The BIT.TRIP is a collection of the BIT.TRIP games, at least the first six, all under one title. Some of the games are fun or stellar, while other are lackluster and don’t have any substance to attract gamers. It’s difficult to review a collection of games, especially when you’ve never played them and can’t make a comparative note. Each game won’t have a score, however; the final score will reflect the overall package of The BIT.TRIP, making distinctions along the way for each title.
The first game is Beat: a game which, for all intents and purposes, is a Pong replica, except you’re playing against yourself. To begin, the game uses the Vita’s gyroscope, calibrating it when you boot up Beat, and you must tilt the handheld to control the paddle. Pixels will enter the screen, along different trajectories and speeds, where you must line up the paddle to bounce them out the screen. The more pixels you miss, the higher your “Nether” meter will build up – a mechanic featured across the majority of the games – and you’ll have a small window to correct yourself before it’s game over. I actually enjoyed Beat; it’s fast, fun and chaotic. My only problem with it is the gyroscope, obviously something that is key to the game. I’ve always hated the gyroscope; it feels gimmicky and unreliable – when you have pixels coming from all over the spectrum and you need to be quick, you’ll find yourself messing up and blaming it, not your own ability. Because of that, I’m not sure I’d recommend Beat, not unless you are OK with gyroscope-centric gameplay.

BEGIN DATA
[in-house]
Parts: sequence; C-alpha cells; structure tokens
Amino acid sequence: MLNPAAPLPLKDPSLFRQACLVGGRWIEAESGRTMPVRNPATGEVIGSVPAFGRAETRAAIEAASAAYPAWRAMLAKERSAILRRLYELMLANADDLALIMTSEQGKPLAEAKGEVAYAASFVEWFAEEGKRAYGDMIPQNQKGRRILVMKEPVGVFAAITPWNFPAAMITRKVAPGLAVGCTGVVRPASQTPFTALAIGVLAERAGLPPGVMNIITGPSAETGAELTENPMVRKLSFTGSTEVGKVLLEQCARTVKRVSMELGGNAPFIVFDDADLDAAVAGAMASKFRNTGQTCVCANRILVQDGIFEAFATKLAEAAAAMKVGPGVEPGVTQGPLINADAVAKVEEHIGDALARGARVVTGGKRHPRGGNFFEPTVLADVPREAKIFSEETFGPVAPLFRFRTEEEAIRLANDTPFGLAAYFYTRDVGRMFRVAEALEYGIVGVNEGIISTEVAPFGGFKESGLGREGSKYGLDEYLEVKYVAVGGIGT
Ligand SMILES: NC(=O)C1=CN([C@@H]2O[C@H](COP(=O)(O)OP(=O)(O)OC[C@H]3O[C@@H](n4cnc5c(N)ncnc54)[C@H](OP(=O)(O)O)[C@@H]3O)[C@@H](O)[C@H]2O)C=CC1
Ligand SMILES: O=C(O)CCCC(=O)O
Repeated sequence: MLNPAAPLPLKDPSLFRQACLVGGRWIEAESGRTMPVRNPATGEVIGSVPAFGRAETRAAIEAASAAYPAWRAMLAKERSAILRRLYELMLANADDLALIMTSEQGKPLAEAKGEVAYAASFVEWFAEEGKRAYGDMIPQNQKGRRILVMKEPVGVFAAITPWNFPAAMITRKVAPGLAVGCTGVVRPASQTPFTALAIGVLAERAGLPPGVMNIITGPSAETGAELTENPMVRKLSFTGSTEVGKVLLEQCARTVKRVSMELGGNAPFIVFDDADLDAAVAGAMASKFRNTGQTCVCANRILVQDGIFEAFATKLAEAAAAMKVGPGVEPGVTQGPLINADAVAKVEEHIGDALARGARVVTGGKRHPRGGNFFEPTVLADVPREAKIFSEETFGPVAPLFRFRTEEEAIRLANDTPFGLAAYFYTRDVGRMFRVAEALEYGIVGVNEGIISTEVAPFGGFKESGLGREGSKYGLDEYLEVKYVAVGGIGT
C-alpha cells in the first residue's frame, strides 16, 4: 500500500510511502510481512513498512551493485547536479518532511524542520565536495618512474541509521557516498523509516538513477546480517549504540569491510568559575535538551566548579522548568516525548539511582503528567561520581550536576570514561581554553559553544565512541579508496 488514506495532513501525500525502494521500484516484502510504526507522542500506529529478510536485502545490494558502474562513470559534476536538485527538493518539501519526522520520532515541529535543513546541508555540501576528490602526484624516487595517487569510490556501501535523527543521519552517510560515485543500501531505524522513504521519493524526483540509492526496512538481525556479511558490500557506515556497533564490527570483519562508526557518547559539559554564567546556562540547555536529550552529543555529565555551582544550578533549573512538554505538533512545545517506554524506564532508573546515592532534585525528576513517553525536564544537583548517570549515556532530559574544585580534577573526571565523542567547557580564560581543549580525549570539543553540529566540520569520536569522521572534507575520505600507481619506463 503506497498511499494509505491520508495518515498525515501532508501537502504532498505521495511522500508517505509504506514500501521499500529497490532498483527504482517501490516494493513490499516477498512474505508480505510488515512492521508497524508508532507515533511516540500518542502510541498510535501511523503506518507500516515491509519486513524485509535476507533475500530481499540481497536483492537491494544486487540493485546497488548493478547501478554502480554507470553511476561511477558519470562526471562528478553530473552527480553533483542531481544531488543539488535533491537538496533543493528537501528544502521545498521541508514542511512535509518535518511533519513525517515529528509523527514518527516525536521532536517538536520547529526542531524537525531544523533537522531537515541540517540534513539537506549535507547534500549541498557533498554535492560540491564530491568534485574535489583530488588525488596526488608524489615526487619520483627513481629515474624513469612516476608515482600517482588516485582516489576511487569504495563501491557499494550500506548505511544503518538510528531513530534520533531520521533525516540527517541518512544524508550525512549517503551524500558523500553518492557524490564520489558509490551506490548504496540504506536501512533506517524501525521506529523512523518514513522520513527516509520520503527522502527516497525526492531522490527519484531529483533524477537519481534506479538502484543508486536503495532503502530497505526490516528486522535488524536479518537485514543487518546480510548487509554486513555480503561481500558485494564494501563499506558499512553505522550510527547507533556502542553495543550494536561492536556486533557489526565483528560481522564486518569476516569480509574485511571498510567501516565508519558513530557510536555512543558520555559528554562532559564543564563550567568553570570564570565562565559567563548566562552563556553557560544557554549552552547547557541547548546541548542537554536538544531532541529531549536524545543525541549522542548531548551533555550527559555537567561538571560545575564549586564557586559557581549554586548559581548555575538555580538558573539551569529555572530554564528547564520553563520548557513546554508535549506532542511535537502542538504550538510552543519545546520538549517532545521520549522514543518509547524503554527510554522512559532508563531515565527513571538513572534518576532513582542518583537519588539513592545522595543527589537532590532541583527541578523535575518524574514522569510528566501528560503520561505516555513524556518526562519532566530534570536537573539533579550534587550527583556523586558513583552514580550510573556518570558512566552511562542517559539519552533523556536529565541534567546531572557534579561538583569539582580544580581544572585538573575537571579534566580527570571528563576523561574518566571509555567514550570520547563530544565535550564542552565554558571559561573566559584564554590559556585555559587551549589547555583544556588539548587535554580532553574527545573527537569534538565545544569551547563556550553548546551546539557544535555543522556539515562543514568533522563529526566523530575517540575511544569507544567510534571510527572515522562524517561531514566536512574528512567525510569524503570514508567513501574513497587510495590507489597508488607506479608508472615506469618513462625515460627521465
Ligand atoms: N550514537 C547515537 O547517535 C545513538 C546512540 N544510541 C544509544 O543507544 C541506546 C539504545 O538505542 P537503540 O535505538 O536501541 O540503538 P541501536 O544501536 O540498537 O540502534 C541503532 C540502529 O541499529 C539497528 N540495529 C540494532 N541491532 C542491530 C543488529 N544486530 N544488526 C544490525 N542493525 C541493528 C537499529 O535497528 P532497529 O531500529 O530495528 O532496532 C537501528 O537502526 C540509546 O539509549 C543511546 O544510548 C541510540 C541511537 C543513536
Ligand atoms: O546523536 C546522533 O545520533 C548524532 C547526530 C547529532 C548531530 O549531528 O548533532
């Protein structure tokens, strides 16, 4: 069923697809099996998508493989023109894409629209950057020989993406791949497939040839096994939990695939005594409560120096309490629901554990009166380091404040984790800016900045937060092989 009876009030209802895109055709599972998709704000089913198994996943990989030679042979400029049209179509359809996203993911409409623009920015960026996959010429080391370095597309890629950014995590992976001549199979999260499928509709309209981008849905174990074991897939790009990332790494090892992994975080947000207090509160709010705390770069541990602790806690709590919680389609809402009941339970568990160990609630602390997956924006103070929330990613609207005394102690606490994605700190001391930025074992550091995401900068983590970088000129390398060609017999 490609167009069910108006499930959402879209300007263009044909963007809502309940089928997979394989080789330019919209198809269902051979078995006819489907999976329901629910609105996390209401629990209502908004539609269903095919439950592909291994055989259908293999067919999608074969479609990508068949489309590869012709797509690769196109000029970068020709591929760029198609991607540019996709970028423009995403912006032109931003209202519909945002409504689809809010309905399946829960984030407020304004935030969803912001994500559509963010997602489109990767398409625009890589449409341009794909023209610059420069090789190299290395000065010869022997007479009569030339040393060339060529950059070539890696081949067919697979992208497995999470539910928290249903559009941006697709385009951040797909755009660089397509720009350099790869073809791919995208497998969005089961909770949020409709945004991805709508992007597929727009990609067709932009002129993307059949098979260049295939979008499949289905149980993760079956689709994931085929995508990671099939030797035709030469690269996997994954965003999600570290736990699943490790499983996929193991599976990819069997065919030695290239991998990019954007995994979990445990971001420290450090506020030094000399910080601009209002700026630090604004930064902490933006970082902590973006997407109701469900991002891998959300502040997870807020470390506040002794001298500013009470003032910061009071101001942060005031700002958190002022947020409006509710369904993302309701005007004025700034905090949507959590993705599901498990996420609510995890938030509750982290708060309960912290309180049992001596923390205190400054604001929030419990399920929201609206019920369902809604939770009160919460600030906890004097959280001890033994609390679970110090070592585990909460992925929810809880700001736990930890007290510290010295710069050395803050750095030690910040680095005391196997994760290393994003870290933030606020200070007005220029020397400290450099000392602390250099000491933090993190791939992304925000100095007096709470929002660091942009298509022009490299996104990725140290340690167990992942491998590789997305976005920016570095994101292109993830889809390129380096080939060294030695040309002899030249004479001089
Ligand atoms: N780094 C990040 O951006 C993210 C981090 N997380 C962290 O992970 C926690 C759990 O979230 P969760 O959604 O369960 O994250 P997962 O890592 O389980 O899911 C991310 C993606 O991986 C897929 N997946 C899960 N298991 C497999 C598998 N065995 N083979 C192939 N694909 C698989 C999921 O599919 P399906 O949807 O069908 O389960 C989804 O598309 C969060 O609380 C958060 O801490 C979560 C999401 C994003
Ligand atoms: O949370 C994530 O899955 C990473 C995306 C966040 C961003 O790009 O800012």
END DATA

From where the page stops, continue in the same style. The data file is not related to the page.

Core, a game where you “laser” down pixels as they come flying in from four different directions, is next. The game is also very chaotic, yet fun; you have to keep up with which pixels came first in what direction in order to time it correctly. Core is one of the games that features the Nether system, which I really like. It gives you an opportunity to get a comeback and stay in the game without making you feel bad about, frankly, playing badly. The mode is hard, like extremely hard, and you’ll find yourself losing your temper quite often, but I found it to be one of the memorable – and more beautiful – games in the collection.
Void is probably my favorite game in the collection. With three stages, each named after a part of the Freudian mind, you’ll be avoiding white pixels while building up your blob with black ones. The catch is that your blob can get too big, and you’ll need to pop it in order to better avoid the white pixels. Between its colorful display and awesome patterns, Void easily held my attention ‘til its end. It may not be long, totaling maybe two hours, but it was an experience I thoroughly enjoyed. It’s level designs are smartly constructed and I don’t think a single person should sleep on this title.